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The poem A Chinese Sage by Elizabeth Jennings features a wise man who writes poems. He takes them to a peasant woman and reads them to her, crossing out any words that she does not understand.

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Commentary on "A Chinese Sage" The poem "A Chinese Sage" by Elizabeth Jennings features a wise man who writes poems. He takes them to a peasant woman and reads them to her, crossing out any words that she does not understand. The title, "A Chinese Sage" suggests that the setting of the poem is in China and so the name of the sage may be foreign to a westerner. The poem mainly deals with the difference between the lives of the rich and the poor as well as the search for simplicity and its ideas are conveyed through contrast, language and structure. The poem contrasts the luxurious life of a poet with the simple and difficult life of a peasant not only in The East, but also The West. The poem refers to the era of Charlemagne's reign as evident in line 22 "writing in the reign of Charlemagne", which was between the years 742 to 841. At that time, peasants both men and women, had to work all day in service of the king. While the men ploughed, the women worked in the fields, looked after poultry, or sewed at home, working just as hard as the men in the fields. ...read more.


If the Chinese Sage could make a poem that can be read throughout the society, he at least has tried to make a connection between the societies, so that others may want to follow his lead. Similar to European nobles, Chinese upper-class society enjoyed the luxuries brought by international trade and were exposed to the arts through the Silk Road. Although the Tang Dynasty focus was on writing perfect poems to show off to others, many lower- class people "had no dealings...with poetry, art of any kind," (12-13) demonstrating the large gap between the two classes. The poet wants to prove that although the European and Chinese culture may have never encountered one another, they faced the same problems in which there is always a lower-class while others enjoy the luxuries of the upper-class. The deeper meaning of this poem can be explored by examining the language used in the poem as well as some historical background. The poem was written in 1975 during the Cultural Revolution. The Cultural Revolution in China was aimed to remove the four olds: old customs, old cultures, old habits and old ideas. ...read more.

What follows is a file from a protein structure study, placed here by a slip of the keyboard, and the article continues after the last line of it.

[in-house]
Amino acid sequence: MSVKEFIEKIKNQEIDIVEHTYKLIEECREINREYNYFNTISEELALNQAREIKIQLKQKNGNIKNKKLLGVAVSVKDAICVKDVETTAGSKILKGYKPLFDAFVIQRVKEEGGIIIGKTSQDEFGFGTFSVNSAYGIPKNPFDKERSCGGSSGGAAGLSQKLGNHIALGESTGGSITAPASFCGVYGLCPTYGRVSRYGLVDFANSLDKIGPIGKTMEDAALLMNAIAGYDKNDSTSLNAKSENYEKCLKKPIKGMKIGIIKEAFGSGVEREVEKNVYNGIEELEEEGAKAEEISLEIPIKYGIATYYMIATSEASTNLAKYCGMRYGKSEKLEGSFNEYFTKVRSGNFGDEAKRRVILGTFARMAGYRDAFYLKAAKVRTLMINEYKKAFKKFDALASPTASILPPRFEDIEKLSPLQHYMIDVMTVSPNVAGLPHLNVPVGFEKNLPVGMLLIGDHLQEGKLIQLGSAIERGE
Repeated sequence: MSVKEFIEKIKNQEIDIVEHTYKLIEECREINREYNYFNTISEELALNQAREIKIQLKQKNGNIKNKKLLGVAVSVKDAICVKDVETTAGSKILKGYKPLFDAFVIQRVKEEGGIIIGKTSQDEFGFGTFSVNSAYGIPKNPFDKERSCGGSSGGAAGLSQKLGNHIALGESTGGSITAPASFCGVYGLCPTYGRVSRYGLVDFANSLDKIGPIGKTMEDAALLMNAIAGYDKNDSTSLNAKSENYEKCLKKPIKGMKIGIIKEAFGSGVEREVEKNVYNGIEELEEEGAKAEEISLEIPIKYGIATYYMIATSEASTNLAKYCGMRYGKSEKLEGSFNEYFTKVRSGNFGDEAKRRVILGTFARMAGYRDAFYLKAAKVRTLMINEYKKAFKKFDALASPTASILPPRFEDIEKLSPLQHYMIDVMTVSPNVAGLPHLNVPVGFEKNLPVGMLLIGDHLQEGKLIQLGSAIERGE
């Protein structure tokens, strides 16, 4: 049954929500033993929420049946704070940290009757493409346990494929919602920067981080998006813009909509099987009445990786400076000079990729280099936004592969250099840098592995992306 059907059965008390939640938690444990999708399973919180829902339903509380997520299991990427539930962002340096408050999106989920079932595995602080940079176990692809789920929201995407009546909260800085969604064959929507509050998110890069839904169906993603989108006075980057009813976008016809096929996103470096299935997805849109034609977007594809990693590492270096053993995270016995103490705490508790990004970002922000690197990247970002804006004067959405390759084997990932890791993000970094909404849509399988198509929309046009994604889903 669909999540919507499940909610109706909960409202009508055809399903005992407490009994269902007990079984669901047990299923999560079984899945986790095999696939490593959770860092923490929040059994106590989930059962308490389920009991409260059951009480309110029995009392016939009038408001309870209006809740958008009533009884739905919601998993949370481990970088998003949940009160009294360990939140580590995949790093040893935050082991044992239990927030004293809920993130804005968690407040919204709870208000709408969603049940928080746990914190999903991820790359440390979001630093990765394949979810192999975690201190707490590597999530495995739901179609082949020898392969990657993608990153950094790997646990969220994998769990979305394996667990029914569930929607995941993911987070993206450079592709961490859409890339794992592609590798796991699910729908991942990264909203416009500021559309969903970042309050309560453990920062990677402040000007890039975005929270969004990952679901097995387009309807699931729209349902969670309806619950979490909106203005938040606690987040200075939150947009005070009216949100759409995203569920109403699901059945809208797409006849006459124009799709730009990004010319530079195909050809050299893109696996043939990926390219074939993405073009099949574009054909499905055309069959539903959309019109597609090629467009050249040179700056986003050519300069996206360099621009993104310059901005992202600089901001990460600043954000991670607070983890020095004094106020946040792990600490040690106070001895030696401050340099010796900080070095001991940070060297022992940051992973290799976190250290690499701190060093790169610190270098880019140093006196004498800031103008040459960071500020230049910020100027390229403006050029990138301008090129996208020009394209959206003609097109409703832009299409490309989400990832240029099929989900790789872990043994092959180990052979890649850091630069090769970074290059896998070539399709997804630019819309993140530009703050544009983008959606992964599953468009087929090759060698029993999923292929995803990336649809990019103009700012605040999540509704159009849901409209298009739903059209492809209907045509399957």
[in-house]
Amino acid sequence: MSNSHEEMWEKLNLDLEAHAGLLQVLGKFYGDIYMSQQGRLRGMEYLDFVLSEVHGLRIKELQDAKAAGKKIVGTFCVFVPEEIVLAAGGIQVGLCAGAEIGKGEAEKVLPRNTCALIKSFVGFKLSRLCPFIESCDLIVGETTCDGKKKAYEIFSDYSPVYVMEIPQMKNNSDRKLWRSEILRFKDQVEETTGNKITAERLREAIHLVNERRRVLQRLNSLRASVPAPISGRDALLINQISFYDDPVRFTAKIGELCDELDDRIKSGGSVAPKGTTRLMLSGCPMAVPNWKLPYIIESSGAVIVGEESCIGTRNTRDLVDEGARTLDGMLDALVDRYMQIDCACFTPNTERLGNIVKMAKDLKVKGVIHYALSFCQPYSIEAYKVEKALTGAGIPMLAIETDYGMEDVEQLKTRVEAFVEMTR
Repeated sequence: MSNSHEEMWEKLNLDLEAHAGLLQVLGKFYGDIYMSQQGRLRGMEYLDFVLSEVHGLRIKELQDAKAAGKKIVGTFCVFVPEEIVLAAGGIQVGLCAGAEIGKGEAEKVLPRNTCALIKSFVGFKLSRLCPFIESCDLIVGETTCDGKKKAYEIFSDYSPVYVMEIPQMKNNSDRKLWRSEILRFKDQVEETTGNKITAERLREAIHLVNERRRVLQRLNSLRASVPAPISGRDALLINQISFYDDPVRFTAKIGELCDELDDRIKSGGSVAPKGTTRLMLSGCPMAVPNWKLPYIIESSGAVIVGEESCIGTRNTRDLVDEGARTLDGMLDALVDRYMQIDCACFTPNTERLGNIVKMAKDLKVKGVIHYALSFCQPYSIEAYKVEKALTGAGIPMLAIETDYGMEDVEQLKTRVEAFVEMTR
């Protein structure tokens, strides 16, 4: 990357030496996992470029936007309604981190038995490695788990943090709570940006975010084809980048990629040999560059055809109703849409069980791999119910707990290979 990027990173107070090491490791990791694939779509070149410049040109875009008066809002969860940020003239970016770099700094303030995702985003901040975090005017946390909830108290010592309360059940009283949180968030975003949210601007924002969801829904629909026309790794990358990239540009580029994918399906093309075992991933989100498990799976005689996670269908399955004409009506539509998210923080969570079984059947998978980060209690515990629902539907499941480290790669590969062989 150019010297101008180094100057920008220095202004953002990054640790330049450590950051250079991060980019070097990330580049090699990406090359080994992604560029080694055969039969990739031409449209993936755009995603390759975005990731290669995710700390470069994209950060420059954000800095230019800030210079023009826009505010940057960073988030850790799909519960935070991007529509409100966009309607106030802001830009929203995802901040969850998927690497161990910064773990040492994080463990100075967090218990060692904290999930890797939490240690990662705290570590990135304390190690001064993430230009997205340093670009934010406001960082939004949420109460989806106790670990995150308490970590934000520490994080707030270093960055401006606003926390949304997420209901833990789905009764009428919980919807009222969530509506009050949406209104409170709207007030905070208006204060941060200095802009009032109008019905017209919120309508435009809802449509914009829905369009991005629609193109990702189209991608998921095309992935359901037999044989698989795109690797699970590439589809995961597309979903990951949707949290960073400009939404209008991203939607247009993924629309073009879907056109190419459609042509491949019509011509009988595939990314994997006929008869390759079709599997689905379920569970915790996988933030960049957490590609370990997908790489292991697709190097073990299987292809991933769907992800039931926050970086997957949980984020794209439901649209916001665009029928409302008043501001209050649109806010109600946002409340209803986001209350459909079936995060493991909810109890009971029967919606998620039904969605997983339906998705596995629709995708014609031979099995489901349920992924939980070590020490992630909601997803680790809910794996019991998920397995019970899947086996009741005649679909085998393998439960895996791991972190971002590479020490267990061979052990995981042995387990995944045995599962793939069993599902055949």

A peasant woman has been chosen specifically by the Chinese Sage because women tend to be more elaborate and gentle. Thought she may be a farmer, she would nonetheless have the patience to detect all of the "words that [are] foreign to her" (10). In contrast, a wealthy woman would not be able to achieve the same effect as she may know all of the characters. Every society has its own definition of the rich and the poor but in the end, we, like the Chinese Sage, inevitably go to the poor to help solve "obscurities" (15). In conclusion, the poet has effectively used contrast, language and structure to mark the differences between high and low-class societies around the world. Though the poem may reflect to a past time, the same things can be seen in the present society. The rich and the poor can be spotted today by new terms such as "third world" and "developed". History serves as a reminder to us that we need to rely on the peasants no matter how hard we try to avoid and ignore them. Essentially, we all have nothing and when things become too complicated, it is sometimes best to simply go back and live a peasant life, living happily and peacefully. ...read more.

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